The impasse at the Transitional Committee (TC) meetings, particularly TC4 and the unexpected TC5, stemmed from several contentious issues. These issues included the host organization for the fund, the principle of common but differentiated responsibilities (CBDR), climate reparations, and the eligibility criteria for fund recipients. Developing nations conceded to hosting the fund at the World Bank Financial Intermediary Fund for an interim period, but disagreements persisted, especially concerning financial commitments, equity, and liability. The lack of consensus during TC meetings highlighted the deep-rooted mistrust between developed and developing nations regarding historical responsibilities, hindering progress in global climate negotiations.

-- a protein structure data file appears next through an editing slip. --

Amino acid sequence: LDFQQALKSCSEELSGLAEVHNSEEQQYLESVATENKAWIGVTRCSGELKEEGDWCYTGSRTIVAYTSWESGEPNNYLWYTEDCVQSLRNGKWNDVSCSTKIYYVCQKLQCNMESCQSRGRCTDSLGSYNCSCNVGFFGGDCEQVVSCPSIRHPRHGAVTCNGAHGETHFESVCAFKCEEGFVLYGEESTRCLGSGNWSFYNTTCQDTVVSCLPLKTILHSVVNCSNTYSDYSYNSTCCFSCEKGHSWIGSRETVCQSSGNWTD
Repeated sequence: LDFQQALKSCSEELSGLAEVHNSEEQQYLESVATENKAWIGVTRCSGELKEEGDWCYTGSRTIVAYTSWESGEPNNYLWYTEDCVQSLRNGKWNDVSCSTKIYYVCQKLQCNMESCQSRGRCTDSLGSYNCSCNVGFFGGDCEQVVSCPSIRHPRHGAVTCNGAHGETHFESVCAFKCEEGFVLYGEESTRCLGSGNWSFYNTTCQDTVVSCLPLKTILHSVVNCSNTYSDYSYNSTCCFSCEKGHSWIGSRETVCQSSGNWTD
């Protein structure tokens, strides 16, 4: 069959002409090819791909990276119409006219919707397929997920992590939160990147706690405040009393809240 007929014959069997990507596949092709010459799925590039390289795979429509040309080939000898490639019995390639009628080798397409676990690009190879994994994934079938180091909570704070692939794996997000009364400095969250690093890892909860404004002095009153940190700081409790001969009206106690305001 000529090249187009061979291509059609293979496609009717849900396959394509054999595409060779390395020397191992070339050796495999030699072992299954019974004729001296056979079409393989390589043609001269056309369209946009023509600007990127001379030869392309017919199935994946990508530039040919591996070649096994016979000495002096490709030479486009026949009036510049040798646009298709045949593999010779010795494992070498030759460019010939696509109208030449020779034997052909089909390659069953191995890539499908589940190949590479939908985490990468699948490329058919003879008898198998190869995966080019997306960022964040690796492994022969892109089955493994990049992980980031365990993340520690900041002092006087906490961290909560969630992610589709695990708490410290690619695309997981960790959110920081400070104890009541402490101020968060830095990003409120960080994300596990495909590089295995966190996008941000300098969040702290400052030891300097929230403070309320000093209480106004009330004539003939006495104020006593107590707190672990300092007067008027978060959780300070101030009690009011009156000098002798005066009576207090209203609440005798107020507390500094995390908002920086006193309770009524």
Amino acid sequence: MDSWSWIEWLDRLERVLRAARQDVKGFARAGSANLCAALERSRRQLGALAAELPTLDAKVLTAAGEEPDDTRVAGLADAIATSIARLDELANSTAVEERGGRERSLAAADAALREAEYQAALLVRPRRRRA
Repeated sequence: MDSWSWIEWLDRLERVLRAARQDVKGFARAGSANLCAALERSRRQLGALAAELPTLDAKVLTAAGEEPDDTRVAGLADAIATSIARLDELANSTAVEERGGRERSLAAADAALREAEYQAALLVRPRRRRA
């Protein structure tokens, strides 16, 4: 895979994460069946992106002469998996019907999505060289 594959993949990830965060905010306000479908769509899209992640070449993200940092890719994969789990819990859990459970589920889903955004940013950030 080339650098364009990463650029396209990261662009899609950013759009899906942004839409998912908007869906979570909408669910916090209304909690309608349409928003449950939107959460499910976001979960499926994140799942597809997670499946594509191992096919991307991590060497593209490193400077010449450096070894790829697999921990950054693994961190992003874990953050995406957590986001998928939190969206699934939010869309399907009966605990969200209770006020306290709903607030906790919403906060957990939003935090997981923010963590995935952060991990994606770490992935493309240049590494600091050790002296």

Common But Differentiated Responsibilities (CBDR)

  • Common But Differentiated Responsibilities (CBDR) is a principle within the United Nations Framework Convention on Climate Change (UNFCCC) that acknowledges different capabilities and differing responsibilities of individual countries in addressing climate change. The principle of CBDR is enshrined in Earth Summit 1992, held in Rio de Janeiro, Brazil.
  • CBDR is based on two elements of responsibilities- one is the common responsibility of all the states to cater to the concerns of environmental protection and sustainable development and the other is of differentiated responsibility enabling the states to act, for environment protection, in their national capacity and as per their national priority.
  • The principle of ‘common but differentiated responsibility’ evolved from the notion of the ‘common heritage of mankind’.